The Recessive Image                                                                
Hantian Xue
“The digital image", Sally Mann once suggested in an interview, "is like vapour that never comes to ground. It simply circulates, bodiless. It has no material reality".

                                        From the very beginning of photography, the instinctive hostility of humans to this medium has been revealed quite directly: photographs, whether those that have attempted to show the quality of craftsmanship or those that seek to imitate reality in pixels, are difficult to trust. This seems to have formed a consensus that transcends the ages. But the relationship between people and photographs is by no means limited to this; under the right conditions, we still choose to take the presence of photographs or images as a criterion for determining tangible traces in the real world, while readily ignoring their potential pitfalls. In fact, it seems that a period of history with image records always has more privilege of being “remembered” than that without visual materials.

                                        In the era of digital photography, the boundary between "photograph" and "image" has become more blurred. I attempt to observe this point from the research in the field of criminal investigation in recent years and find it very interesting. Among the eight types of evidence in the Criminal Procedure Law of China, the most decisive are physical evidence, documentary evidence and testimony of witnesses. They record either static facts or dynamic facts: permanent facts can only exist in objects and thus constitute physical evidence; transitory facts recorded by images are documentary evidence, while transitory facts perceived by people are testimony of witnesses.

                                       In a general sense, images fall under the category of documentary evidence. In most cases, they are physical and are considered capable of objectively recording reality. However, with technological advances and inevitably diverse media materials, controversial evidence categories such as “audiovisual materials” have gradually arisen. These include audio and video produced by physical processes, electronic computer records, as well as “high-tech images” generated during case handling—so-called simulated images obtained with the help of laser, infrared, x-ray and other sophisticated instruments. On reflection, it seems that the "simulated images" mentioned are not "simulations" per se. (Aren't CT images of real bodies?) What they record is certainly a reality, one that we cannot penetrate with our eyes. Similarly, if shooting devices using laser and x-ray are considered sophisticated instruments, then cameras also have the same “high-tech” attributes to a certain extent.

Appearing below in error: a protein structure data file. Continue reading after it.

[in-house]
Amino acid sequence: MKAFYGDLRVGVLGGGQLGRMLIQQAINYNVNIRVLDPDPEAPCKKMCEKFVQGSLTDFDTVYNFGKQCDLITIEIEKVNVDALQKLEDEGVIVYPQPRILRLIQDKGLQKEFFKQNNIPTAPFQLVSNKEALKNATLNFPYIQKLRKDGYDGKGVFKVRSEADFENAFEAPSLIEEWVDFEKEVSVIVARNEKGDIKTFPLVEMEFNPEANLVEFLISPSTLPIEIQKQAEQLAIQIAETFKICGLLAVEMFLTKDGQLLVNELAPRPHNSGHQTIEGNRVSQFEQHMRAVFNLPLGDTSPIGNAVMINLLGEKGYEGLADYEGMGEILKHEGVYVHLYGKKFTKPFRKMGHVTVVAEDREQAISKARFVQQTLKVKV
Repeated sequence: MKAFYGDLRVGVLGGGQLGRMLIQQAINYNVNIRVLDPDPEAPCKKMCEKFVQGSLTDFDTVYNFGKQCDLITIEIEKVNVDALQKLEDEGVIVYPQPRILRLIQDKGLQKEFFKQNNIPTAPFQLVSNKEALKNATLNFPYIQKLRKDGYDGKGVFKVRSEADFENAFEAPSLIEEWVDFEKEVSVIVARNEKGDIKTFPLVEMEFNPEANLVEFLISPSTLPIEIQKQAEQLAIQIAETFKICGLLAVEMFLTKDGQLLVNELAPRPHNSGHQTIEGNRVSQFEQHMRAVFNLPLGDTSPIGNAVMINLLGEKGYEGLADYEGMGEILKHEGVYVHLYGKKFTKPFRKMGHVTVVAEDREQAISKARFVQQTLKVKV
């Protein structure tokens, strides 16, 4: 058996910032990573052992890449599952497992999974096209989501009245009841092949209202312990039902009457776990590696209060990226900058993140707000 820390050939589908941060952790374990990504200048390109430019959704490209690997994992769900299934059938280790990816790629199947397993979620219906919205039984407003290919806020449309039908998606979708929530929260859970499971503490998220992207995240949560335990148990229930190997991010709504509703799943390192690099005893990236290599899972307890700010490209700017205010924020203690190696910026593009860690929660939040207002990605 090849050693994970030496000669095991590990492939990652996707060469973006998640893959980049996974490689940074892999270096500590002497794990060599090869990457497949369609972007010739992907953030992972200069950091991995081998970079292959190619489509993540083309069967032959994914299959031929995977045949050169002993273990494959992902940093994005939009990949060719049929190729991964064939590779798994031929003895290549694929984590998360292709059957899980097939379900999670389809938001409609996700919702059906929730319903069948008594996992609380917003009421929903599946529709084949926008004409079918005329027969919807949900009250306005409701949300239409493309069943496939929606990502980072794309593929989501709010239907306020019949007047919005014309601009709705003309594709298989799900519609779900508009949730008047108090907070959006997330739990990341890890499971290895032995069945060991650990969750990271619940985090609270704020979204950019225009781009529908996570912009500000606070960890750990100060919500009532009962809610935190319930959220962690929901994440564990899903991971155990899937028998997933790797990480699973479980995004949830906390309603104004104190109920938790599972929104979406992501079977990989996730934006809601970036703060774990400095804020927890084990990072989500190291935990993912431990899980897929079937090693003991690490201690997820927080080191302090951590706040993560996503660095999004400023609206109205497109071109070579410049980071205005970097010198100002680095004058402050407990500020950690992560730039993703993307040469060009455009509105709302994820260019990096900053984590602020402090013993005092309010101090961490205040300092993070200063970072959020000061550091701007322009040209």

Peruse papers in the field of criminal investigation in recent years, and one will find more similar sampling attempts presented with the help of new scientific techniques. One of the techniques mentioned in several papers is image stitching for the two-dimensional high-resolution acquisition of curved evidence surfaces. In this way, not only photographs and images, but also the relationship and the boundary between objects and images will change. Should this set of collected flat images finally be adopted as documentary evidence, physical evidence or audiovisual materials?

The Killing of Harith Augustus-Milliseconds, Still from Forensic Architecture, 2020

                                       The reason for using criminal investigation evidence as an entry point for exploration is simple—it cannot retain sufficient latitude for the content and form presented by materials as contemporary art theory does, and its judgment of whether the evidence is credible leads instantly to a specific result. However, this procedure, which relies on the operation of reason, does not always deliver the right verdict. We often feel that its understanding of images is rather limited, or that there is a sense of ambiguity, just like the historical tangle that has always remained unsettled between us and photography. As much as we want to use photography for recording and proving the truth, we dread what it may conceal from us. Perhaps the essence of photography is indeed as Sally Mann and Roland Barthes have said: it is a presence close to a ghost, transparent, elusive, invisible, and indefinable.